November and December 1994: The Sweat Lodge Incident -- An Issue of Discipline or Reconciliation?
Journeying to Kent on rain-driven days in November often involves penetrating the heavy mists that surround the prison, evoking a contemporary Canadian reflection of Dartmoor, the brooding prison on the British Moors which for generations symbolized, in both geography and architecture, the penitentiary as the place of punishment for the outcasts of society. In my visits to Kent in November 1994 I encountered not only the forces of nature, but also the forces of maximum-security which fog the lines of communication between prisoners, staff and administration. On Saturday, November 5, six general population prisoners were charged with disobeying a justifiable order following an incident in the sweat lodge. This incident raised many of the same issues which were joined in 1983 when the Native Brotherhood first challenged the correctional authorities and insisted upon their right to practice their spirituality. The sweat lodge incident in November 1994 also provided a window into the limitations of resolving prison conflicts within a retributive framework and the benefits of achieving reconciliation through restorative justice.
Six prisoners faced charges of disobeying a justifiable order in the sweat lodge incident. They were Mr. Johnson, the President of the general population Native Brotherhood; Mr. OíMeara, the Secretary/Treasurer of the Brotherhood; Mr. Shanoss; Mr. Belluz; Mr. Gallant; and Mr. Gomez-Rosalez. The offence reports were written up in identical form. Mr. Johnsonís report alleged that: "At 1057 hours inmate Johnson was given a direct order to clear the GP sweat lodge. He refused to do so."
A number of observation reports were filed together with the charges. The report written by Officer Ferron set out the chronology:
At approximately 1045 hours this writer and CO-I Sutherland went to clear out the GP yard and sweat lodge. At this time the yard was cleared but six inmates in sweat lodge refused to clear the sweat lodge. Inmates were OíMeara, Johnson, Shanoss, Rosalez-Gomez, Gallant, Belluz. Spokespersons at this time appeared to be Johnson and OíMeara. They refused to clear sweat lodge because of the spirituality of the sweat fire which could not be left unattended. At this time I informed Correctional Supervisor Wilkinson. At 1057 myself and acting supervisor Wilkinson went to the sweat lodge and informed inmates to clear the sweat lodge. Inmates refused stating spirituality reasons. At this time acting supervisor Wilkinson gave a direct order to the inmates but was refused. Inmates Gallant and Johnson stated, we had more time the week before, and stated that they will return to units at 1245 hours. At 1105 hours myself and acting supervisor Wilkinson informed Unit Manager Rick Cawsey of the situation."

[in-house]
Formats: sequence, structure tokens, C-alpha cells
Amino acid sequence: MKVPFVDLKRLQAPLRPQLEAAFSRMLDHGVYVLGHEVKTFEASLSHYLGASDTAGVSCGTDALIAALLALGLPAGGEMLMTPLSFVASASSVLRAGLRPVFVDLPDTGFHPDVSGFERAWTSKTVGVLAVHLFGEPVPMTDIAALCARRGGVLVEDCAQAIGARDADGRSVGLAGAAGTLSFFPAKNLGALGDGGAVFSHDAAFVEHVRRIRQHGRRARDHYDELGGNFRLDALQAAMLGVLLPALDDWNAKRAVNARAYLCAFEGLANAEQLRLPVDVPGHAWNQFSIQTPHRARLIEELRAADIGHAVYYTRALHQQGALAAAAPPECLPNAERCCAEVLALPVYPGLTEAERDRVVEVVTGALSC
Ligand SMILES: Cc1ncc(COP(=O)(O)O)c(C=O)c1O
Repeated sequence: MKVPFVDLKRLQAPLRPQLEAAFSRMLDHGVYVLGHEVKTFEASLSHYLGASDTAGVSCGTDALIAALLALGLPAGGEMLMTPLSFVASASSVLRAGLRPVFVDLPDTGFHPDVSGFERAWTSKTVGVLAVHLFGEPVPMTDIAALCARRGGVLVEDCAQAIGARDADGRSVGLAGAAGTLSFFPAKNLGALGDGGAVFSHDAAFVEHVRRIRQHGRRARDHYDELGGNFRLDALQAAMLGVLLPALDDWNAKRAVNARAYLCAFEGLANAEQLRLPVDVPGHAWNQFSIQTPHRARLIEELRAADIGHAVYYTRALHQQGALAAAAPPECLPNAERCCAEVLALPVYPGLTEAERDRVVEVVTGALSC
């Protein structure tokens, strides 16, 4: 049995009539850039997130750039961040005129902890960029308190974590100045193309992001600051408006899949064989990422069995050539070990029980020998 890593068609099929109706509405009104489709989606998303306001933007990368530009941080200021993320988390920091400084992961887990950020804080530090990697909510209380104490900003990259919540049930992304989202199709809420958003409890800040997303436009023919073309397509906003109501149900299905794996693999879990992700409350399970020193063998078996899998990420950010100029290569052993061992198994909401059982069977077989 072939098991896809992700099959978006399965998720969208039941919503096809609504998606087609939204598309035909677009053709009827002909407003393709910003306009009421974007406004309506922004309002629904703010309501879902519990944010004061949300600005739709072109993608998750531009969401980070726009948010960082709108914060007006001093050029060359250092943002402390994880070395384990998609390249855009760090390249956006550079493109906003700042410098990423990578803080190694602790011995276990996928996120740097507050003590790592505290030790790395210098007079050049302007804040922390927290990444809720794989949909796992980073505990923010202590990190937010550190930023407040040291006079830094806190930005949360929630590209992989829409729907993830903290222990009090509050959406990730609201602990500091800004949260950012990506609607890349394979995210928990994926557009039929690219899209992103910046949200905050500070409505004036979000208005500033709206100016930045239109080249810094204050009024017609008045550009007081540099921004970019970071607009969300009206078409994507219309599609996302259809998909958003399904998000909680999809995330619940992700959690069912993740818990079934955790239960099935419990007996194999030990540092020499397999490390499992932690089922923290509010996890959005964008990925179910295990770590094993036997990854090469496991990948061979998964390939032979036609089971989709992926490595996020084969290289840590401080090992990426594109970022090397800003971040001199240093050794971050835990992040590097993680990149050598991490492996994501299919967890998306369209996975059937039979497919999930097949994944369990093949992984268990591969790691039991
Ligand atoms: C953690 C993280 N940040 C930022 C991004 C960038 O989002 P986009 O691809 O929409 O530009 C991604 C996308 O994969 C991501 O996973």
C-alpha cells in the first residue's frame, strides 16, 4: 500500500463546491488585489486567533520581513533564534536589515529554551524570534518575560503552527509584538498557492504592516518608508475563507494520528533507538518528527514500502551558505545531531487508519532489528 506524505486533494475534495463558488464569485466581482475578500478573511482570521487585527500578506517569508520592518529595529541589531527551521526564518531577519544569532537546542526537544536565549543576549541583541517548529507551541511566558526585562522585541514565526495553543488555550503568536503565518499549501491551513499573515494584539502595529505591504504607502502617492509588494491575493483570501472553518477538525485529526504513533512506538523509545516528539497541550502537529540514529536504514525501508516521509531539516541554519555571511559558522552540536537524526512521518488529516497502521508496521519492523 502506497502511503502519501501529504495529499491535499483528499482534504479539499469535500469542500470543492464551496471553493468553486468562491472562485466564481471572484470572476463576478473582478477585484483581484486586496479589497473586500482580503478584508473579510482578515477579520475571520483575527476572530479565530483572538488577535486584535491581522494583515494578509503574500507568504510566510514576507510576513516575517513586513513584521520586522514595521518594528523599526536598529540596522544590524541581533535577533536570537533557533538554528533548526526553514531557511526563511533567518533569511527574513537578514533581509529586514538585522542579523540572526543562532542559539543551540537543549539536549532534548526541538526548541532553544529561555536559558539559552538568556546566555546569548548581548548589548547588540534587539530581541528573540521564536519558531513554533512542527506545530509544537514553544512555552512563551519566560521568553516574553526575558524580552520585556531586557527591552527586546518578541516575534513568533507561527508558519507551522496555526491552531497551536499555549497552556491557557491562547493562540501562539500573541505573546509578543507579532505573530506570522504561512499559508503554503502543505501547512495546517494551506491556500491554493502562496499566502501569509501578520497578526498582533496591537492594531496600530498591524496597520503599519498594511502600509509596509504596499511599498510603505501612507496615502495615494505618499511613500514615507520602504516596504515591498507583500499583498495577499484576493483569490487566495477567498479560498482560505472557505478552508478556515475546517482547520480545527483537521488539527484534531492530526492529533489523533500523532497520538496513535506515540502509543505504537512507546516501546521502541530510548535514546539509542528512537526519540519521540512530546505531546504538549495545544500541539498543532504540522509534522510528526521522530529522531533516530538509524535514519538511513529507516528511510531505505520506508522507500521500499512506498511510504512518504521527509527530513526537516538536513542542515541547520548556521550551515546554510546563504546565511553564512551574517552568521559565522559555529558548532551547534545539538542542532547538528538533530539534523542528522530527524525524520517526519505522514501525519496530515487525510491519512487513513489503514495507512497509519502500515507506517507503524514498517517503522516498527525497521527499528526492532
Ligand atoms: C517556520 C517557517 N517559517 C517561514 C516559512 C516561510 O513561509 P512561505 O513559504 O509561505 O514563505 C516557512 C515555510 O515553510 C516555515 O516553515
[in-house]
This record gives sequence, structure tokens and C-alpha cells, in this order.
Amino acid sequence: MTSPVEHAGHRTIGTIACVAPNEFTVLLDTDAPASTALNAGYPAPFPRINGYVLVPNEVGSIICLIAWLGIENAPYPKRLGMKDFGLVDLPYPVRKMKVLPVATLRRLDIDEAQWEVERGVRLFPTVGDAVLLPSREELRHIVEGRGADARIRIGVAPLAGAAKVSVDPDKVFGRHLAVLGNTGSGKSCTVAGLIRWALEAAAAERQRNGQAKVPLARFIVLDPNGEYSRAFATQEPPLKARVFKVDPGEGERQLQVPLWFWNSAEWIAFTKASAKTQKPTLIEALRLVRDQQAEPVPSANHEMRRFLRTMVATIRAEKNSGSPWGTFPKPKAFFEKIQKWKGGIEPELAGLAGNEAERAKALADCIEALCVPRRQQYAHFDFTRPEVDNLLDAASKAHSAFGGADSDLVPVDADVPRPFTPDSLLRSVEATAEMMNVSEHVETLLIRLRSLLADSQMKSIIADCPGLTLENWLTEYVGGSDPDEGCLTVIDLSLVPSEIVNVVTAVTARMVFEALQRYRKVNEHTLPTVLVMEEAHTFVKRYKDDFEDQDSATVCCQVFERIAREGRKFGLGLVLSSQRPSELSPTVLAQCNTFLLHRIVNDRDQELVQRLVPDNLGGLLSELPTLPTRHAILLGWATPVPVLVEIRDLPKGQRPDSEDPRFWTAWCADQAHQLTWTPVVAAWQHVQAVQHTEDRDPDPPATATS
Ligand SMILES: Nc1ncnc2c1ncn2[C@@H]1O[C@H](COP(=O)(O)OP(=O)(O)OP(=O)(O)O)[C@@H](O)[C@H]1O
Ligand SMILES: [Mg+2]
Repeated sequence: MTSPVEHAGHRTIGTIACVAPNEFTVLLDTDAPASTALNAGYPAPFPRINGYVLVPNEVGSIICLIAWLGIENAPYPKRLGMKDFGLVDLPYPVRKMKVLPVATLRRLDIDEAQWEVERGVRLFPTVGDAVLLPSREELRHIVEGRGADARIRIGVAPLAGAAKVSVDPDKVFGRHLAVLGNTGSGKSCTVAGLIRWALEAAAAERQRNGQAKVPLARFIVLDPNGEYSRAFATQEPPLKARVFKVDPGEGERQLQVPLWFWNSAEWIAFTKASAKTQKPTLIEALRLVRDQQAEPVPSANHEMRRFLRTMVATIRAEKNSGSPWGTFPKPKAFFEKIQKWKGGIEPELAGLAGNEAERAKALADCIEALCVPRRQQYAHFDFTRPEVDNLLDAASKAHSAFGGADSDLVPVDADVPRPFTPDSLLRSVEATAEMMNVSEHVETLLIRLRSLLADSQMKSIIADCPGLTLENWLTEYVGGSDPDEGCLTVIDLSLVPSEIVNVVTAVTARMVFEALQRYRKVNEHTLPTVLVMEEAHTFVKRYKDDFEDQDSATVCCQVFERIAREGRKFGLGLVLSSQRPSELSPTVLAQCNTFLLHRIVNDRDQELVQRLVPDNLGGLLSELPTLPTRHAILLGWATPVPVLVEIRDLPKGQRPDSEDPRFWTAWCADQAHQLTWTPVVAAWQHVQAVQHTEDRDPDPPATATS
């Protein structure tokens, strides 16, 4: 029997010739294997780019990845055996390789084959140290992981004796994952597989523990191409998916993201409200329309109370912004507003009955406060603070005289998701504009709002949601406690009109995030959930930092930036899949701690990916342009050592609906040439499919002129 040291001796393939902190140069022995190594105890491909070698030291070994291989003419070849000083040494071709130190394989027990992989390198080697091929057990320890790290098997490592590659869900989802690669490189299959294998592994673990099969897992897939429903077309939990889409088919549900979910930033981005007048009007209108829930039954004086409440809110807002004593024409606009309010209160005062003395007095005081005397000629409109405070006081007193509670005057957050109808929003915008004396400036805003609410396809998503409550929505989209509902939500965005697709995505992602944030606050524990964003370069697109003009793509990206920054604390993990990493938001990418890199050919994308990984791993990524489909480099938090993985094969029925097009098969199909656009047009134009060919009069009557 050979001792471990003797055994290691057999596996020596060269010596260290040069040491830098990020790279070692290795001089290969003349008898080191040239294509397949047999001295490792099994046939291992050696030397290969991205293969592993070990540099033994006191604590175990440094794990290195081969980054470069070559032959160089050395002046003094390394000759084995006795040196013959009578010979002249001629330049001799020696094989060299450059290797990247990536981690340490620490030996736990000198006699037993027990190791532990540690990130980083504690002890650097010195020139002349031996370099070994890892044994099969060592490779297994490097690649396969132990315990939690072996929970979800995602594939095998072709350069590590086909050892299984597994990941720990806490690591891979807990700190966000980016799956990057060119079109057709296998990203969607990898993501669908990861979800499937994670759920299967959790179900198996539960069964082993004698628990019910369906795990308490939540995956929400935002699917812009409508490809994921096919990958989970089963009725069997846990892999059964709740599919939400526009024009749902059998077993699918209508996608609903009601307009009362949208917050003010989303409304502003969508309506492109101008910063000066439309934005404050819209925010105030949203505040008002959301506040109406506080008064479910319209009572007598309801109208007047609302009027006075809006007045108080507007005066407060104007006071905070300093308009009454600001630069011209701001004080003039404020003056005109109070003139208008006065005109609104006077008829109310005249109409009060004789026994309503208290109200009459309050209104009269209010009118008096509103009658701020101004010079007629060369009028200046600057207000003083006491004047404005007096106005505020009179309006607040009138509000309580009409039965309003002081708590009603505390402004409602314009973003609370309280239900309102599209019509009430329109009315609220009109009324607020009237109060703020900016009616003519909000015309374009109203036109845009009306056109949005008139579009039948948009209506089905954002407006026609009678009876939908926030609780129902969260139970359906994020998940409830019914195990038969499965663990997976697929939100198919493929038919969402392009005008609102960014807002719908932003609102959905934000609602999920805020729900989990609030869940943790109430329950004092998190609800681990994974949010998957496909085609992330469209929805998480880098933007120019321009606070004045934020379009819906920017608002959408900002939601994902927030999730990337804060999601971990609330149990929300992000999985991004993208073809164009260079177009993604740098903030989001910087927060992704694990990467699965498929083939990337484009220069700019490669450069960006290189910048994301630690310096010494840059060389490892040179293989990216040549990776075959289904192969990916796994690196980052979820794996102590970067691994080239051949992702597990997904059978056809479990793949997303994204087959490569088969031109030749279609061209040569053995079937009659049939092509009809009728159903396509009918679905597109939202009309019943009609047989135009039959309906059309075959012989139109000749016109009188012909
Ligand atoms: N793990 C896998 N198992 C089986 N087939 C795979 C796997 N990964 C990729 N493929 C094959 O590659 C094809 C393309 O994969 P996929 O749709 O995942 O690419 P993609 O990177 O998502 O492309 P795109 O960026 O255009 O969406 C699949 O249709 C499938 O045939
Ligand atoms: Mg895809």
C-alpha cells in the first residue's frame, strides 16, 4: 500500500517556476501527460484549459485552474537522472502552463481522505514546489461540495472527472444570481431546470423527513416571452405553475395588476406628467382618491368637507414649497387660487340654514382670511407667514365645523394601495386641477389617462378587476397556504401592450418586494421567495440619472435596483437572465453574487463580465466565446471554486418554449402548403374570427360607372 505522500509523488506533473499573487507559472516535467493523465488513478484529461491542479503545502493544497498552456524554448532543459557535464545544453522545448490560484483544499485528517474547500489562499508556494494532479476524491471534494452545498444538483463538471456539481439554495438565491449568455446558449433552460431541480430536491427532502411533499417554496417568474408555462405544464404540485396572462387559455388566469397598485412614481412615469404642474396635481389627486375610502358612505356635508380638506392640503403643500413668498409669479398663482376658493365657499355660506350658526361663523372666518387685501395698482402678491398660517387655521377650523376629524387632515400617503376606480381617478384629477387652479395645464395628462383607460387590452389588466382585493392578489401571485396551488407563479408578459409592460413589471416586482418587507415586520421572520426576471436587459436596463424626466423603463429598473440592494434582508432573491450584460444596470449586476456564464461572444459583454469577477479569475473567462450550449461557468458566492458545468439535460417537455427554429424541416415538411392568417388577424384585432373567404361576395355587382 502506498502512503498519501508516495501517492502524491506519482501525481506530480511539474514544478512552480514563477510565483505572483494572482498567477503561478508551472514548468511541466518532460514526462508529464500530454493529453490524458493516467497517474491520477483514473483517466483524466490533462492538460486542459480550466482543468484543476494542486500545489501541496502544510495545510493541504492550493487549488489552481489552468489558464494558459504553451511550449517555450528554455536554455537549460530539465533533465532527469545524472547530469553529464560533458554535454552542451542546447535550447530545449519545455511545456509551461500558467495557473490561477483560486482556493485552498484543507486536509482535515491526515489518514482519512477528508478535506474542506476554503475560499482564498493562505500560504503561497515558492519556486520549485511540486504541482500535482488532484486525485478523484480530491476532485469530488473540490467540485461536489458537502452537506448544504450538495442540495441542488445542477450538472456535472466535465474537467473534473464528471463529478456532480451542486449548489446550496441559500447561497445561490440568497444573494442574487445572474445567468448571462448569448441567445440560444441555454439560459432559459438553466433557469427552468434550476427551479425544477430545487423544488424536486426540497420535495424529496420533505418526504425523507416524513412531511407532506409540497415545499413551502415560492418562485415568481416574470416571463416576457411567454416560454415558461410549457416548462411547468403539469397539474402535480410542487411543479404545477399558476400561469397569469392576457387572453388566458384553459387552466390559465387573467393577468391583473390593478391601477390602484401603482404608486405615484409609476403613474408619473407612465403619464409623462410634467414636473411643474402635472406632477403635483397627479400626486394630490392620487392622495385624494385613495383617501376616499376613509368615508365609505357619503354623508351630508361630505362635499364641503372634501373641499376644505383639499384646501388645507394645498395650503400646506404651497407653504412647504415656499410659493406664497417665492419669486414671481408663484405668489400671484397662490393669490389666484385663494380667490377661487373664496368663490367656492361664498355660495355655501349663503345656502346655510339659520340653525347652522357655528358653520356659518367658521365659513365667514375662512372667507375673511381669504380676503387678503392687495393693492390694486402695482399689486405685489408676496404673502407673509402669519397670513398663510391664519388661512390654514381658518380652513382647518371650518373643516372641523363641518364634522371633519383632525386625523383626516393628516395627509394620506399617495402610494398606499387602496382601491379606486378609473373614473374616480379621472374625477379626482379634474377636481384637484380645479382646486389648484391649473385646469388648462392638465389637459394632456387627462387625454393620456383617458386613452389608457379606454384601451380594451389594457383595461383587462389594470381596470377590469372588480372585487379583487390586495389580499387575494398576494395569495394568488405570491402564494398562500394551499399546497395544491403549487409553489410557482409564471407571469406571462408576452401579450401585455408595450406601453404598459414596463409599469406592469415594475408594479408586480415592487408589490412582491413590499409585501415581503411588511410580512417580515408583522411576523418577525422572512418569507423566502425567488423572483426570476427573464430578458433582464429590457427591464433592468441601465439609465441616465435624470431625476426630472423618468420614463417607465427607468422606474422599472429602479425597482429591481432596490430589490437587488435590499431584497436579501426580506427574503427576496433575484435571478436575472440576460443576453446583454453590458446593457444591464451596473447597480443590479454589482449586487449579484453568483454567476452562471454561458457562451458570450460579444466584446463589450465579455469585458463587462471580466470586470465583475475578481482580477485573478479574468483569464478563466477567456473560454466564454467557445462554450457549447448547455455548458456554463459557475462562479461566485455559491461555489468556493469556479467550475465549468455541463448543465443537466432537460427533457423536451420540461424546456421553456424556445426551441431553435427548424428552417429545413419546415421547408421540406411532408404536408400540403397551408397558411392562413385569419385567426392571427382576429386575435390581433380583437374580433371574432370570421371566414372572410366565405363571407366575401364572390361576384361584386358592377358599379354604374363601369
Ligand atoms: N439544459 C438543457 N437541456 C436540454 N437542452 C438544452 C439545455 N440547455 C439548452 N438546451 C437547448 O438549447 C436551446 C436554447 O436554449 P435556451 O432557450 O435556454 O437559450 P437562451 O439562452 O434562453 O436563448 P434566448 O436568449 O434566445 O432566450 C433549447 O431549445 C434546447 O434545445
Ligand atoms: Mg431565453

The first appearance for these charges took place on November 15. Mr. Johnson, the President of the Brotherhood, attended with the Native Elder, Roland Leon. Mr. Johnson said that he was prepared to go ahead with his hearing. Mr Wallin, the institutional advisor, agreed to proceed because Officer Wilkinson was on duty. Mr Wallin suggested that rather than have Officer Wilkinson give his evidence six times on separate occasions, it might be more expeditious if all of the prisoners could agree to have their hearing at the same time and the evidence be given once. Mr. Johnson said that he was in agreement with this and the other prisoners were called to the hearing.
Officer Wilkinson testified that he proceeded to the sweat lodge area after being informed that prisoners were refusing to clear the area. This was about 11:00. He advised them that they would have to leave. They said that they could not do that. Because there seemed to be some uncertainty as to the situation, and because he was in an acting capacity, he went to clarify what the procedures were. He did this because the count was not until 12:00 and taking this extra step would not delay the count. At 11:30 he returned to the sweat lodge and again asked the prisoners to leave, referring them to a memorandum which stated that when they were in the sweat lodge with an Elder they could remain there through the count, but in the absence of an Elder they were required to return to their units for the count. Officer Wilkinson told the prisoners to clear the area and told them, "Consider that an order." The only prisoners who responded were Johnson and Gallant and the other prisoners were just milling around and made no verbal response. Officer Wilkinson said that he then went to talk to Unit Manager Cawsey and returned to the area with Mr. Cawsey. At that time Mr. Cawsey repeated the order and the prisoners eventually left the sweat lodge. The result of all this was that the count was delayed by half an hour and therefore the other prisoners lost half an hourís recreation. Officer Wilkinson was asked by Mr. Fox what was the prisonersí response at 11:30 when he returned for the second time and told them to leave. Officer Wilkinson replied that Mr. Johnson said that they were not finished the sweat lodge and they were not prepared to leave until they were finished.